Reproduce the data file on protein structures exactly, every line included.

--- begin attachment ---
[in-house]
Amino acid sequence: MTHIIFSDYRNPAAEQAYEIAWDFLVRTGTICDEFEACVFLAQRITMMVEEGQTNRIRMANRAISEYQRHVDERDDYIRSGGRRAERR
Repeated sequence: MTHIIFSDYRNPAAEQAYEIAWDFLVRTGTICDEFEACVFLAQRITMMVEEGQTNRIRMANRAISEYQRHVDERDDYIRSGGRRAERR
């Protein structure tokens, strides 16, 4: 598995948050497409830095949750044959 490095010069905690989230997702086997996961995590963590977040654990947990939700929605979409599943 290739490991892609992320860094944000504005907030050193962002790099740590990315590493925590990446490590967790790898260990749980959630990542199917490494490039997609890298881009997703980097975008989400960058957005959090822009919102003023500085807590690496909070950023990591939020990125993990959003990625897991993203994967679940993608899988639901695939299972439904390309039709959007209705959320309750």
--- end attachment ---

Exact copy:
[in-house]
Amino acid sequence: MTHIIFSDYRNPAAEQAYEIAWDFLVRTGTICDEFEACVFLAQRITMMVEEGQTNRIRMANRAISEYQRHVDERDDYIRSGGRRAERR
Repeated sequence: MTHIIFSDYRNPAAEQAYEIAWDFLVRTGTICDEFEACVFLAQRITMMVEEGQTNRIRMANRAISEYQRHVDERDDYIRSGGRRAERR
């Protein structure tokens, strides 16, 4: 598995948050497409830095949750044959 490095010069905690989230997702086997996961995590963590977040654990947990939700929605979409599943 290739490991892609992320860094944000504005907030050193962002790099740590990315590493925590990446490590967790790898260990749980959630990542199917490494490039997609890298881009997703980097975008989400960058957005959090822009919102003023500085807590690496909070950023990591939020990125993990959003990625897991993203994967679940993608899988639901695939299972439904390309039709959007209705959320309750």